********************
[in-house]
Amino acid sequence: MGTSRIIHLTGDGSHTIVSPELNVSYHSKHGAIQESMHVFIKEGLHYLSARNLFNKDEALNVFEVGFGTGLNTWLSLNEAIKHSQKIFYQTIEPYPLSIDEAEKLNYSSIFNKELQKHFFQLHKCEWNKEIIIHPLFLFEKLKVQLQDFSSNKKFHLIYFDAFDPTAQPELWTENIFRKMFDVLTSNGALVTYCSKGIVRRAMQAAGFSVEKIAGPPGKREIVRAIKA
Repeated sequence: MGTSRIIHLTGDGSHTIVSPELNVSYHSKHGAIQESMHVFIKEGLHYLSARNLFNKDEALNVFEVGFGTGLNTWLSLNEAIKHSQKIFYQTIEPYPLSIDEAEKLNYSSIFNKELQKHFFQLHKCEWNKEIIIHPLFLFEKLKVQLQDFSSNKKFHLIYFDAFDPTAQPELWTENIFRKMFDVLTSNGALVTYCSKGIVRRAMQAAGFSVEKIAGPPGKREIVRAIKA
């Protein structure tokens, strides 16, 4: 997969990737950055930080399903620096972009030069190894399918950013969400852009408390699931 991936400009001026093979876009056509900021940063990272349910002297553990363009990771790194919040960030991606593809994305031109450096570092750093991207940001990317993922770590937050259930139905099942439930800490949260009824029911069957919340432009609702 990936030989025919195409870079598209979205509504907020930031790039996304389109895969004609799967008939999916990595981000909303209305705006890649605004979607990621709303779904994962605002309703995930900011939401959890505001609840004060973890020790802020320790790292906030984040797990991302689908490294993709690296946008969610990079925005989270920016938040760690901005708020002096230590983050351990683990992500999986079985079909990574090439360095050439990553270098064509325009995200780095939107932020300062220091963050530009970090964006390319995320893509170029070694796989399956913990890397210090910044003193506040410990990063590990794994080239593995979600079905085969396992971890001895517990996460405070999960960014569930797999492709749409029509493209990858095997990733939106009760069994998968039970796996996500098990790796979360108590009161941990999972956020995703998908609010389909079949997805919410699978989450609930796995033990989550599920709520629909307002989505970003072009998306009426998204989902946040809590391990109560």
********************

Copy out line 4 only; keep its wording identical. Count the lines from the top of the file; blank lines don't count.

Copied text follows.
């Protein structure tokens, strides 16, 4: 997969990737950055930080399903620096972009030069190894399918950013969400852009408390699931 991936400009001026093979876009056509900021940063990272349910002297553990363009990771790194919040960030991606593809994305031109450096570092750093991207940001990317993922770590937050259930139905099942439930800490949260009824029911069957919340432009609702 990936030989025919195409870079598209979205509504907020930031790039996304389109895969004609799967008939999916990595981000909303209305705006890649605004979607990621709303779904994962605002309703995930900011939401959890505001609840004060973890020790802020320790790292906030984040797990991302689908490294993709690296946008969610990079925005989270920016938040760690901005708020002096230590983050351990683990992500999986079985079909990574090439360095050439990553270098064509325009995200780095939107932020300062220091963050530009970090964006390319995320893509170029070694796989399956913990890397210090910044003193506040410990990063590990794994080239593995979600079905085969396992971890001895517990996460405070999960960014569930797999492709749409029509493209990858095997990733939106009760069994998968039970796996996500098990790796979360108590009161941990999972956020995703998908609010389909079949997805919410699978989450609930796995033990989550599920709520629909307002989505970003072009998306009426998204989902946040809590391990109560």